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What’s the difference between PondClear and MuckAwa? – Pond & Lake Q & A

Pond clarity results with MuckAway and PondClear

Pond & Lake Q & A

Q: What’s the difference between PondClear and MuckAway? – Barry in Oklahoma

A: We can summarize the difference between the two in one sentence: PondClear™ works to remove excess nutrients from the surface down; MuckAway™ works to remove excess nutrients from the bottom up. Seems simple – or is it?

In general, water clarity problems occur when excess amounts of rotting vegetation, leaves, twigs and fish waste accumulate in the pond or lake. These tiny particles are either suspended in the water column, or they settle to the bottom of the pond.

PondClear™ packets, which are made of beneficial bacteria, are designed to break down waste and suspended organics in the water column. Imagine thousands of hungry bacteria, which multiply every 20 to 40 minutes, swimming through your pond or lake and gobbling through the excess nutrients. After just a few weeks of use, chemical-free PondClear™ will begin to clear up your water and dissipate any lingering odors.

PondClear™ comes in easy-to-use, pre-measured water-soluble packets that you simply toss into your pond or lake every two weeks. One pail of PondClear™ will treat a quarter-acre pond for up to six months. It’s safe for use around horses, livestock, birds, fish, pets and wildlife.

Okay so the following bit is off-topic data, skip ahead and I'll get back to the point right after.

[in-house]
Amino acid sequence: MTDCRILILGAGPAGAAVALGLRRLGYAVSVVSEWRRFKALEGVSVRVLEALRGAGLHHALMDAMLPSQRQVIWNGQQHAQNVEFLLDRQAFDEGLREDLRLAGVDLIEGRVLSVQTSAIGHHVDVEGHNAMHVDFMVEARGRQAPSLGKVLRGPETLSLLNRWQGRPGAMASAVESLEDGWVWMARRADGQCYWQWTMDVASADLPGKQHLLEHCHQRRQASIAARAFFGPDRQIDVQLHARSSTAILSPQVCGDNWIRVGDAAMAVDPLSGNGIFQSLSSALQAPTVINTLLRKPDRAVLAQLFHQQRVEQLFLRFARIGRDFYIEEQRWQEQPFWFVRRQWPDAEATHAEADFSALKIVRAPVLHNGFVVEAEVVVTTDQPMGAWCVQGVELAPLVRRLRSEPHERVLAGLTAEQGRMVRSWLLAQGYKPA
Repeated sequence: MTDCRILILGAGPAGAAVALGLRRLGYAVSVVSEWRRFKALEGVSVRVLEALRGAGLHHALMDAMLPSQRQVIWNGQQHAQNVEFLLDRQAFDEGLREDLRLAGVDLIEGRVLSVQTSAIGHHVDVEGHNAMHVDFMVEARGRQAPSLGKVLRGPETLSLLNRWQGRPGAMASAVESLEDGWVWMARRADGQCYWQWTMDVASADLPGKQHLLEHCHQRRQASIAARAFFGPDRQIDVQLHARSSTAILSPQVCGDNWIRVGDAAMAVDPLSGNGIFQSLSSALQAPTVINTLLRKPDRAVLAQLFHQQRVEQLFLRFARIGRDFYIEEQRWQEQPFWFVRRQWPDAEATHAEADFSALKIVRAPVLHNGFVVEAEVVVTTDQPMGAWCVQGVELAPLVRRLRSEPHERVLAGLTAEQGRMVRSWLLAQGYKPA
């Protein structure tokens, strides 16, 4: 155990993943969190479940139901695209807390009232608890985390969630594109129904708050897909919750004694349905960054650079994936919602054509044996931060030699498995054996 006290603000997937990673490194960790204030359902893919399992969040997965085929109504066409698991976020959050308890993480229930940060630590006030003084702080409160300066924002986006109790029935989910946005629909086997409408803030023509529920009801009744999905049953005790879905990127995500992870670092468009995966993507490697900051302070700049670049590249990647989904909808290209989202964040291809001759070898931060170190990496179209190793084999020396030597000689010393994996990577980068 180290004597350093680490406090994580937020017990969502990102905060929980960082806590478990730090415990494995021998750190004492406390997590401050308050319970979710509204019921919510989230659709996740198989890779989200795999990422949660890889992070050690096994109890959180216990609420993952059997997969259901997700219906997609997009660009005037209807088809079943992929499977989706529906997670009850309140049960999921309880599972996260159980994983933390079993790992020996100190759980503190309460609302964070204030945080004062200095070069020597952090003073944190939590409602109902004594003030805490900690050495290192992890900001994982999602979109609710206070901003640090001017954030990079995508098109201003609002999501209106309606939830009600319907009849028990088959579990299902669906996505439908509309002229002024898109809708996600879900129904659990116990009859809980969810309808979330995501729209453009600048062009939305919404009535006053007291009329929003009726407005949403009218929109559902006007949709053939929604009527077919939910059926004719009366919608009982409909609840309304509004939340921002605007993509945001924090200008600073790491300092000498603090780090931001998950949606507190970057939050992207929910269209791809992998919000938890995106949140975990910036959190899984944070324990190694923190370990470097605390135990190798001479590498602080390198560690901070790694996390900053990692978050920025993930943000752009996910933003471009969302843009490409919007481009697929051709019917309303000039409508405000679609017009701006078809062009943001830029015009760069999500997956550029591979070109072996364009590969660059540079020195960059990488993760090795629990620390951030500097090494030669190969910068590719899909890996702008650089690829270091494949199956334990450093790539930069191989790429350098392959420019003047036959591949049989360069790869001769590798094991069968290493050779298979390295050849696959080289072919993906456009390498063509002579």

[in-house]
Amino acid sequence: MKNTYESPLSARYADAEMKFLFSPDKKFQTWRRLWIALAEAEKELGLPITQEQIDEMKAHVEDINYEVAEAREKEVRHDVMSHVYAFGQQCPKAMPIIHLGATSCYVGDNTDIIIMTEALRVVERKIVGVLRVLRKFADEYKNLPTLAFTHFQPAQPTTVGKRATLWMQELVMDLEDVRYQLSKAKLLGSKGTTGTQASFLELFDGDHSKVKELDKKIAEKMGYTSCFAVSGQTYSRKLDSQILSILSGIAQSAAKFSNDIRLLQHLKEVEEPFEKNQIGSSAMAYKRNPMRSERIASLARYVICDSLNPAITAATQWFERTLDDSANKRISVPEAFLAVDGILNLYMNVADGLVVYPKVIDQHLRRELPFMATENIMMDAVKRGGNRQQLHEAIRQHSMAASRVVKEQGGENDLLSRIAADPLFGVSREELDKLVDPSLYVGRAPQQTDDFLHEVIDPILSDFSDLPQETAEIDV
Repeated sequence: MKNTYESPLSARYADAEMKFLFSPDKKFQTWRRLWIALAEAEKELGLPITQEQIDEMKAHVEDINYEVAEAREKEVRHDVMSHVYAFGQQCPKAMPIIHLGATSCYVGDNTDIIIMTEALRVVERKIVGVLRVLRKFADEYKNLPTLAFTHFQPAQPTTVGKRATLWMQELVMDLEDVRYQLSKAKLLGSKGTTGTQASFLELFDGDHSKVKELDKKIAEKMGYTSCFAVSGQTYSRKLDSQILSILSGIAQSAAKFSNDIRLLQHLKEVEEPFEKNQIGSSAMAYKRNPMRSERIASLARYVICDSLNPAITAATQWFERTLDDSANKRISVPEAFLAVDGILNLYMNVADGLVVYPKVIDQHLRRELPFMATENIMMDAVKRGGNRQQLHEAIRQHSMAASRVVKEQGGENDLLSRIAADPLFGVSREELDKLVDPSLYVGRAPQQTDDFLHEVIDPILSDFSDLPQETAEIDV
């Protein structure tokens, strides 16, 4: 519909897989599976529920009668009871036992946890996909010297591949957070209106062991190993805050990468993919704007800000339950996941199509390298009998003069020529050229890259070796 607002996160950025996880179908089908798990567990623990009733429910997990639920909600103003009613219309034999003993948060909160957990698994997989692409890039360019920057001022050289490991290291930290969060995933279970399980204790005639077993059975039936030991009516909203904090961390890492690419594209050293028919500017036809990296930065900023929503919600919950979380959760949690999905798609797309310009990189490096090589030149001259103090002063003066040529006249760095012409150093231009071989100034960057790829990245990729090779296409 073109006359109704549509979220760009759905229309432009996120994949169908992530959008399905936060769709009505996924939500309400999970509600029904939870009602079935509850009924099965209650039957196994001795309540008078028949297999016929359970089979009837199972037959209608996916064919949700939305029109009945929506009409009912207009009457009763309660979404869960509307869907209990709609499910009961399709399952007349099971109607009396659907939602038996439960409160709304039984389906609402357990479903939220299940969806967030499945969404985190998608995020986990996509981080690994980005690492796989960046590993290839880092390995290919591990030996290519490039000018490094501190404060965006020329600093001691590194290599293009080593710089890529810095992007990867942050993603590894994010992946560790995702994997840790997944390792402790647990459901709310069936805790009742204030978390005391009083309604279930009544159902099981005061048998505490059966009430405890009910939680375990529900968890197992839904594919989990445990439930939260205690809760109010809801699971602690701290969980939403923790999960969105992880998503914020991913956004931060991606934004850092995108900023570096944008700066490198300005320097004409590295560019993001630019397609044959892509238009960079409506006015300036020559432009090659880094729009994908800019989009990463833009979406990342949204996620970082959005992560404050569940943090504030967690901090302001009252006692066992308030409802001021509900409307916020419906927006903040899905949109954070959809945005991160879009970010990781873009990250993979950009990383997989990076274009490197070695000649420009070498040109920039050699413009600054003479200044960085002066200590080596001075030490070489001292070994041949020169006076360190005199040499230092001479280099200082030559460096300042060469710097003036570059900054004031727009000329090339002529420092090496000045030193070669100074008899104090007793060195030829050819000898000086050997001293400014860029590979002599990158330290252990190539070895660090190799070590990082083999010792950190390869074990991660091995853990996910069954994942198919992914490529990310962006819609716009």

MuckAway™ pellets, which are also made of beneficial bacteria, are designed to sink to the bottom of a pond or lake to digest the detritus, which are their natural food source. As the bacteria start to work, the muck will begin to break down, noxious odors will dissipate and the water clarity will improve. It’s great for spot-treating troublesome areas, like beaches and shorelines.

When used as directed, MuckAway™ will break down up to 5 inches of muck per year. One pail of MuckAway™ will treat up to 16,000 square feet of pond. It’s safe for use around horses, livestock, birds, fish, pets and wildlife, too.

Whether you use PondClear™ or MuckAway™, be sure to use when water temperatures are above 50° Fahrenheit. If you use an algaecide or herbicide treatment, wait at least three days before adding the beneficial bacteria.

POND TALK: What successes have you had with beneficial bacteria in your pond or lake?

35 Responses

  1. We have 100 feet of shoreline. We have weeds and muck. We raked out what we could. We have debrie that when raked justskes the clear water murky. How much muckaway do we need?